You might try to evaluate at $x=1$, but $f(x)$ is not defined at $x=1$. It is tempting, but incorrect, to conclude that this function does not have a limit as $x$ approaches 1.

Using tables: Trying some “test” values for x which get closer and closer to 1 from both the left and the right, we get

 $x$ $f(x)$ 0.9 2.82 0.9998 2.9996 0.999994 2.999988 0.9999999 2.9999998 $\to 1$ $\to 3$
 $x$ $f(x)$ 1.1 3.2 1.003 3.006 1.0001 3.0002 1.000007 3.000014 $\to 1$ $\to 3$

The function $f$ is not defined at $x = 1$, but when $x$ is close to 1, the values of $f(x)$ are getting very close to 3. We can get $f(x)$ as close to 3 as we want by taking $x$ very close to 1 so $\lim\limits_{x\to 1} \dfrac{2x^2-x-1}{x-1}=3.$

Using algebra: We could have found the same result by noting that $f(x)= \dfrac{2x^2-x-1}{x-1} = \dfrac{(2x+1)(x-1)}{(x-1)} = 2x+1$ as long as $x \neq 1$. (If $x\neq 1$, then $x–1 \neq 0$ so it is valid to divide the numerator and denominator by the factor $x–1$.) The “$x\to 1$” part of the limit means that x is close to 1 but not equal to 1, so our division step is valid and $\lim\limits_{x\to 1}\dfrac{2x^2-x-1}{x-1} = \lim\limits_{x\to 1} 2x+1 = 3,$ which is our answer.

Using a graph: We can graph $y=f(x)= \dfrac{2x^2-x-1}{x-1}$ for $x$ close to 1:

Long description: Horizontal dashed line at y = 3 and vertical dashed line at x = 1.
Notice that whenever $x$ is close to 1, the values of $y = f(x)$ are close to 3. Since $f$ is not defined at $x = 1,$ the graph has a hole above $x = 1,$ but we only care about what $f(x)$ is doing for $x$ close to but not equal to 1.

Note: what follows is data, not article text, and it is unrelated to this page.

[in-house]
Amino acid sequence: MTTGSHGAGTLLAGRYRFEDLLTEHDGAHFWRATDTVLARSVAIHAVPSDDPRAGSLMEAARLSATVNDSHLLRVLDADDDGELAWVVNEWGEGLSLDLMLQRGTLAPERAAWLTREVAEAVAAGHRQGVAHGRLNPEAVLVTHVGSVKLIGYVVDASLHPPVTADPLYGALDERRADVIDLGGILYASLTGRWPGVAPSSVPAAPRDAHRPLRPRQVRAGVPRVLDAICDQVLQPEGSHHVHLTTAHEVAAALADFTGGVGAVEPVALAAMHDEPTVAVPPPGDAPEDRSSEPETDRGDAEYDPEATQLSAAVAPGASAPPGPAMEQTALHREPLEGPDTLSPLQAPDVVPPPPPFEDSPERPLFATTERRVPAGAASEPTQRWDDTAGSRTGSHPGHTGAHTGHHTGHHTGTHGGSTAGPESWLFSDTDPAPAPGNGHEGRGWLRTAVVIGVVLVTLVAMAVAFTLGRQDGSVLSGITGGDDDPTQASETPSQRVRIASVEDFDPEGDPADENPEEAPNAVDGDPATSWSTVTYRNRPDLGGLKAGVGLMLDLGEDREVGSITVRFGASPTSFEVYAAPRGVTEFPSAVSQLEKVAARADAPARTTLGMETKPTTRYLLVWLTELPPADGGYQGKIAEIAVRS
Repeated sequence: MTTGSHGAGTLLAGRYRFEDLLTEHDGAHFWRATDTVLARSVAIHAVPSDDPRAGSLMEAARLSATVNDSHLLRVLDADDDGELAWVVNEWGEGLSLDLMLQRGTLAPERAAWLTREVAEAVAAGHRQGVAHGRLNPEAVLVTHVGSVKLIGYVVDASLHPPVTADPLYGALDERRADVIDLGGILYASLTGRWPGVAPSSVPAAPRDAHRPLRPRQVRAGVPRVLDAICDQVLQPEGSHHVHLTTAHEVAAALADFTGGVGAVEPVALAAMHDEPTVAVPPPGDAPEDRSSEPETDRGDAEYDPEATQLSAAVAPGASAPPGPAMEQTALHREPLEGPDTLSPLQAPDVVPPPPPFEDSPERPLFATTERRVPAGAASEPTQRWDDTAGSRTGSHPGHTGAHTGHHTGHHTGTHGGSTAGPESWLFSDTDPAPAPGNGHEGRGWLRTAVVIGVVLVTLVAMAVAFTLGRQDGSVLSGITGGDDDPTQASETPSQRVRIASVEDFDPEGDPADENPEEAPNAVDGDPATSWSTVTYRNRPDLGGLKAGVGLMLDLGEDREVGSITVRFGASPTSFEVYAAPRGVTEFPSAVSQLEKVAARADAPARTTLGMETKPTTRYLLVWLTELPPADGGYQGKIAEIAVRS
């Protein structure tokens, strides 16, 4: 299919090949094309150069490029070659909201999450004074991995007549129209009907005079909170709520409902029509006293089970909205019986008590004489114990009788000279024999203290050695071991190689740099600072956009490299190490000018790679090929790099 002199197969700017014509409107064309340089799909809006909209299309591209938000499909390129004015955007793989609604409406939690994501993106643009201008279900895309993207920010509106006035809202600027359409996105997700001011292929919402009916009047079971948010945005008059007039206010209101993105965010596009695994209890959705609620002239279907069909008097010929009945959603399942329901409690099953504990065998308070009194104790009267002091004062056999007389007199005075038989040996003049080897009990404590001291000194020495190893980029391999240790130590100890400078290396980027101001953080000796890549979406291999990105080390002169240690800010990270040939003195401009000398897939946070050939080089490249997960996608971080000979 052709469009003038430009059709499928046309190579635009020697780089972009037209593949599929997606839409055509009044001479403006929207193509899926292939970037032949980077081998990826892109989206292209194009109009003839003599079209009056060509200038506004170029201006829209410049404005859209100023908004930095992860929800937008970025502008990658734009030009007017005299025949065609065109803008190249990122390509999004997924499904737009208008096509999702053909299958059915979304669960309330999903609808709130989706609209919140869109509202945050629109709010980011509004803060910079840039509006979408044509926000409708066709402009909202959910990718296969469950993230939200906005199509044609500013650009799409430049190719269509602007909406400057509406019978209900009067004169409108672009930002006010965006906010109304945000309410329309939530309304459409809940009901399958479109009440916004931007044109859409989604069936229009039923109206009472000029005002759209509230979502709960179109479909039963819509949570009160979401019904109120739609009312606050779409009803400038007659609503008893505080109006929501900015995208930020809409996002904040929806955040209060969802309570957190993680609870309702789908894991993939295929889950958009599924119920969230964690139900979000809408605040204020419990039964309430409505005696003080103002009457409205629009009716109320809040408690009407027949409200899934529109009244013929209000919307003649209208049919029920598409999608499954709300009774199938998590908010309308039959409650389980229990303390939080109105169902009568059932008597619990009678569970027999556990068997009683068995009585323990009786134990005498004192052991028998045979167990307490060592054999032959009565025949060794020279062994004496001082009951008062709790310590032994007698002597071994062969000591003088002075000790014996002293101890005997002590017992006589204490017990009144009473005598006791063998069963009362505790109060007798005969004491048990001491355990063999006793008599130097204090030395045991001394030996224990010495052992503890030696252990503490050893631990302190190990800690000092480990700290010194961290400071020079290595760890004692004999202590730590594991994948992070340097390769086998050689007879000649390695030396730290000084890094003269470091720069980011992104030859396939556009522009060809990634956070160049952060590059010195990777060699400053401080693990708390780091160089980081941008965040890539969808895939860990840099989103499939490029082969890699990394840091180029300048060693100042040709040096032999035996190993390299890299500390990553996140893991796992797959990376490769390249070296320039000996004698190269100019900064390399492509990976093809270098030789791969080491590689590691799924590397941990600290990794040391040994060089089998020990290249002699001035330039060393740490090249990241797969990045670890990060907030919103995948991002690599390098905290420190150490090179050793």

## Continuity

A function that is “friendly” and doesn’t have any breaks or jumps in it is called continuous. More formally,

# Definition (Continuity at a Point)

A function $f(x)$ is continuous at $x = a$ if and only if $\lim\limits_{x\to a} f(x) = f(a)$.

The graph below illustrates some of the different ways a function can behave at and near a point, and the table contains some numerical information about the function and its behavior.

Based on the information in the table, we can conclude that $f$ is continuous at 1 since $\lim\limits_{x\to 1} f(x) = 2 = f(1)$. We can also conclude from the information in the table that $f$ is not continuous at 2 or 3 or 4, because $\lim\limits_{x\to 2} f(x) \neq f(2)$, $\lim\limits_{x\to 3} f(x) \neq f(3)$, and $\lim\limits_{x\to 4} f(x) \neq f(4)$.

The behaviors at $x = 2$ and $x = 4$ exhibit a hole in the graph, sometimes called a removable discontinuity, since the graph could be made continuous by changing the value of a single point. The behavior at $x = 3$ is called a jump discontinuity, since the graph jumps between two values. Jump discontinuities and vertial asymptotes are both nonremovable discontinuities because they cannot be fixed by changing the value of a single point.

So which functions are continuous? It turns out pretty much every function you’ve studied is continuous where it is defined: polynomial, radical, rational, exponential, and logarithmic functions are all continuous where they are defined. Moreover, any combination of continuous functions is also continuous.

This is helpful, because the definition of continuity says that for a continuous function, $\lim\limits_{x\to a} f(x) = f(a)$. That means for a continuous function, we can find the limit by direct substitution (evaluating the function) if the function is continuous at $a$.

### Example 4

Evaluate using continuity, if possible:

1. $\lim\limits_{x\to 2} x^3-4x$
2. $\lim\limits_{x\to 2} \dfrac{x-4}{x+3}$
3. $\lim\limits_{x\to 2} \dfrac{x-4}{x-2}$
1. The given function is polynomial, and is defined for all values of x, so we can find the limit by direct substitution:$\lim\limits_{x\to 2} x^3-4x = 2^3-4(2) = 0.$
2. The given function is rational. It is not defined at x = -3, but we are taking the limit as x approaches 2, and the function is defined at that point, so we can use direct substitution:$\lim\limits_{x\to 2} \dfrac{x-4}{x+3} = \dfrac{2-4}{2+3}= -\dfrac{2}{5}.$
3. This function is not defined at x = 2, and so is not continuous at x = 2. We cannot use direct substitution.